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Old 02-01-2015, 05:52   #61
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Re: Define "Cruiser"

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Easily solved.. bike frame rigged to a generator...
and if wandering off to visit an old wreck where a stupid city boy with unrealistic fantasies and zero life skills died.. and who's sorry tale has been romanticised by someone to make some bucks floats your boat...
Bully for you.. sticking to ones limits is good.
Well, he had survived quite a few other adventures. In Alaska, he happened to eat the wrong plant which caused his end. That and the river had risen from a small stream to a raging torrent and he couldn't cross in his condition.
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Old 02-01-2015, 05:53   #62
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Re: Define "Cruiser"

I've been mulling over this anti-wristwatch sentiment for a few minutes now, and I don't get it. I fail to agree that
a sudden refusal to continue to wear a time piece has anything to do with sailing. Your radio, laptop, ipad, GPS, and cell phone all tell you to the second what time it is. The display is typically right there in front of you. Don't even have to raise and rotate your wrist to read the time. So do you just stare at the bare spot on your wrist when you want to know what time to tune into the weather reports or radio net?

Or do you just check the time on your cell phone and say " hey I'm a cruiser as long as I don't mount the cell phone to my wrist"?

I have a wrist watch that tells me the phase of the moon, the tides, my compass heading, the barometric pressure and trend, the day of the week and the time to a fraction of a second. I find a lot of this information quite useful on a boat. I don't see that throwing this information source away would somehow suddenly make me a more serious sailor.

If that logic was valid, then throwing away the GPS, radar, VHF, charts, AIS, and SSB would mean you've REALLY decided to become a cruiser! Why stop at the wristwatch? Junk all your instrumentation.
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Old 02-01-2015, 06:23   #63
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pirate Re: Define "Cruiser"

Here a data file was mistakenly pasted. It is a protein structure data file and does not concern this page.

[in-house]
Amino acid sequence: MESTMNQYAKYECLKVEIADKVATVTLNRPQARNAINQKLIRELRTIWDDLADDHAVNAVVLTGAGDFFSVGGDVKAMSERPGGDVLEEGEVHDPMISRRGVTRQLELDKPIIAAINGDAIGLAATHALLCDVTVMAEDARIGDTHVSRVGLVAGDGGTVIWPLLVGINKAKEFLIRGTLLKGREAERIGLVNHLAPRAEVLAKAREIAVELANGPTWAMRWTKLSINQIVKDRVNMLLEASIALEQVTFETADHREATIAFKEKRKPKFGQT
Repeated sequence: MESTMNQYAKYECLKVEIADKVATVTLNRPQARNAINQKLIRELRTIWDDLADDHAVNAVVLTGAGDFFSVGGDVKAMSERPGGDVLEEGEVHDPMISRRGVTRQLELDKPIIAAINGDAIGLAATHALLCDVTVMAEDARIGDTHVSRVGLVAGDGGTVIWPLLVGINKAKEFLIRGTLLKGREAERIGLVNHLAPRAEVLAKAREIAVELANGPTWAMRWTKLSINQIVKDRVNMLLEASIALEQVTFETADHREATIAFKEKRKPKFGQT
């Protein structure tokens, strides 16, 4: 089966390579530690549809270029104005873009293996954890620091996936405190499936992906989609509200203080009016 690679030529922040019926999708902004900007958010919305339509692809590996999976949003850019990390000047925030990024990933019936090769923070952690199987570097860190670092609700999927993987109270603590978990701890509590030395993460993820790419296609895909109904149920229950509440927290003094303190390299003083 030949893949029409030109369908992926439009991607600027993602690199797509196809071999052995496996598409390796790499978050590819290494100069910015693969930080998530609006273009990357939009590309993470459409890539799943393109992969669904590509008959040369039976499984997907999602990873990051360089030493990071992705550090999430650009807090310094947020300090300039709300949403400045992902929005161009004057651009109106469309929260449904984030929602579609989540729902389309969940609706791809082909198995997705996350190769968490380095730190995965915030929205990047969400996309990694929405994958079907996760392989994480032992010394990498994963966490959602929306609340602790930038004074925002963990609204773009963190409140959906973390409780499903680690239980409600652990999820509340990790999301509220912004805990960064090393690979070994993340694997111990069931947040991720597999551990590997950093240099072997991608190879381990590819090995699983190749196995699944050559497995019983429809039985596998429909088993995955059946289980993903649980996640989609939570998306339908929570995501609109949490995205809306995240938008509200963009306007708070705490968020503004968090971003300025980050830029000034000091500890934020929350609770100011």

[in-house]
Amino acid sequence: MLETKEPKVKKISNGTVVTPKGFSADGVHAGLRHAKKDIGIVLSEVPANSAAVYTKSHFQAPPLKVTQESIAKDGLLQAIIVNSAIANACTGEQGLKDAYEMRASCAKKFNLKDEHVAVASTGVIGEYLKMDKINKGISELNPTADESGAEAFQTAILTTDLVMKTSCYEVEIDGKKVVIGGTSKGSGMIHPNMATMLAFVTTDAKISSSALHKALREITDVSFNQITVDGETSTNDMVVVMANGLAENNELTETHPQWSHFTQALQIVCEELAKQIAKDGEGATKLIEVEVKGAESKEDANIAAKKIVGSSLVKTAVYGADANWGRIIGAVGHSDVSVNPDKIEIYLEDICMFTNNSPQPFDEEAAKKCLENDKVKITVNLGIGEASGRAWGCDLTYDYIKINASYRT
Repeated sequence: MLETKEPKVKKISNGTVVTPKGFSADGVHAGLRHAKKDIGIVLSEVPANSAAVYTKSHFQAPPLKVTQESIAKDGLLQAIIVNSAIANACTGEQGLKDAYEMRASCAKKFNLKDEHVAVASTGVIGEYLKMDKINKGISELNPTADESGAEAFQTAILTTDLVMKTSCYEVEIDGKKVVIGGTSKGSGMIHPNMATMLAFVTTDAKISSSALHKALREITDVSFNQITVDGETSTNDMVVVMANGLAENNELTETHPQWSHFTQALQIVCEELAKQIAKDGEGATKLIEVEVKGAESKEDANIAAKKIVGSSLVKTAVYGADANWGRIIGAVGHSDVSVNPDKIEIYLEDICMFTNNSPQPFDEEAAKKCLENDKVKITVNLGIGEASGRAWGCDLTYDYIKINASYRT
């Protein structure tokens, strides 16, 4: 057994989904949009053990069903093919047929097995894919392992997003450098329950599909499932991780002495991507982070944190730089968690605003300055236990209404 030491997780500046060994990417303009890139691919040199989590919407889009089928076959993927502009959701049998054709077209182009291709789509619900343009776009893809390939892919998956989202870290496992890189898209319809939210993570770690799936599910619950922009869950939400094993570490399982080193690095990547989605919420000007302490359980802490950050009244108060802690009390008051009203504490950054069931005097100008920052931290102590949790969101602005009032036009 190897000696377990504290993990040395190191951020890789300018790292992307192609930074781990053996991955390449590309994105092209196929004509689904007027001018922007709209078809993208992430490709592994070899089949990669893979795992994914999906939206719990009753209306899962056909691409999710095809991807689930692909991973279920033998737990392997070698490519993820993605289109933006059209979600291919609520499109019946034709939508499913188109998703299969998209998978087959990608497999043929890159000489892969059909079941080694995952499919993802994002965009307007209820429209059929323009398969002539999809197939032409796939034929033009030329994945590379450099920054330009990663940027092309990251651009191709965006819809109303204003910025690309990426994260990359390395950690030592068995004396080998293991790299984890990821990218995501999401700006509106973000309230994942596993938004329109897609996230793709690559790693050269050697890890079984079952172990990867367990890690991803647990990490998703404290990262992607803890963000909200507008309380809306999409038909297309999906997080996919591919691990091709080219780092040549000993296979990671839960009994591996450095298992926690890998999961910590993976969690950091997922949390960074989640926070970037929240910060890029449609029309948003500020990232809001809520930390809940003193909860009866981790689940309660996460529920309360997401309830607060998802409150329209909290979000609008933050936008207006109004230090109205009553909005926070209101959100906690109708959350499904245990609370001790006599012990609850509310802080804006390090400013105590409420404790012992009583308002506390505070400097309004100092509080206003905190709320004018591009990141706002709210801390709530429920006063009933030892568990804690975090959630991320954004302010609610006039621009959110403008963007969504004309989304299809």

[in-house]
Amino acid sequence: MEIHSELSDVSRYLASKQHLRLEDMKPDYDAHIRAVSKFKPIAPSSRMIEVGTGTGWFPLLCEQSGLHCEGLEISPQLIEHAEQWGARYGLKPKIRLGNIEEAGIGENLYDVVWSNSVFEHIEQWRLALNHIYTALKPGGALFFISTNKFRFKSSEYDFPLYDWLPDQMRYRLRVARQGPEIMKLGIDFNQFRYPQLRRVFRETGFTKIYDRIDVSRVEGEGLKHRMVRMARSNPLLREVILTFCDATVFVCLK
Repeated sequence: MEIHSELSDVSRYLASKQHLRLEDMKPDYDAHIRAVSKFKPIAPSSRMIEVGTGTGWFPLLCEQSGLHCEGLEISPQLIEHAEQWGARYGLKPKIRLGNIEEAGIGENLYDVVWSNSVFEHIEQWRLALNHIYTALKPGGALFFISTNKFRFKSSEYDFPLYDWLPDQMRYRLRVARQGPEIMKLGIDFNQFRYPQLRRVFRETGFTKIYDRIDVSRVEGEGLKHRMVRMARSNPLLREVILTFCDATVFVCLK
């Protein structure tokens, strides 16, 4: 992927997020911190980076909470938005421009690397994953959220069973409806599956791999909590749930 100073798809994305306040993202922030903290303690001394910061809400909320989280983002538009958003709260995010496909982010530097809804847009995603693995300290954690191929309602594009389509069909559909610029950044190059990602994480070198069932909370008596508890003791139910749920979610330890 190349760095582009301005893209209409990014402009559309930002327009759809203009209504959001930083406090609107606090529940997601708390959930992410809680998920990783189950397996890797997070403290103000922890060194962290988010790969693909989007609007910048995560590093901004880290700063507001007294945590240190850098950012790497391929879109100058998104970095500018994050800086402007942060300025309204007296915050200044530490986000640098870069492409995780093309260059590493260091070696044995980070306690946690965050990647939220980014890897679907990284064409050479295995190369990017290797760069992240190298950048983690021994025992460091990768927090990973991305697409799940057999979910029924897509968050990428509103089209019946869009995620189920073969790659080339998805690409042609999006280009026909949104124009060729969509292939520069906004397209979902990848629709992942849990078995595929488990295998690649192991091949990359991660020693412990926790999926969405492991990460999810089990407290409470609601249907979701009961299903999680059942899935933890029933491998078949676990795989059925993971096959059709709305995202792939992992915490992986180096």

The 'No Watch' is more a psychological thing...
I've not worn one for over 40yrs... but then in most of my jobs they are considered hazardous accessories.. like rings.
But one does not really need one.. my H/H VHF gives the time.. as does my phone.. who main work is keeping me amused with Mahjong while waiting outside various offices for one thing or another..
As to the sailing side..?
One's Sense's can be very effective.. more cruisers have come to grief 'Sailing to the Clock' than those who don't..
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Old 02-01-2015, 06:28   #64
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Re: Define "Cruiser"

Too many deep thinkers on this site! As far as the kid in Alaska, well it probably made a good book but fantasy usually does, its far more interesting than some peoples rather dull existence.

The watch..well you are over thinking that as well. It simply takes a person from a life of schedules and always monitoring his watch to a life of no schedules and no need for a watch but of course we still wear one.
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Old 02-01-2015, 07:45   #65
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Re: Define "Cruiser"

Some of the characters in the book Into the Wild are not unlike some Cruisers. They are doing things their own way. Some living totally or somewhat off the grid.

Check this guy who was trying to live as man had 10,000 years ago:

The story of Gene Rosellini, the “Mayor of Hippie Cove”

There was another guy also that had a Bush Pilot drop him off at a secluded cabin in Alaska for a summer of fishing and hunting. Only thing was he forgot to arrange a flight out. He had been up there working on the oil pipeline back in the day.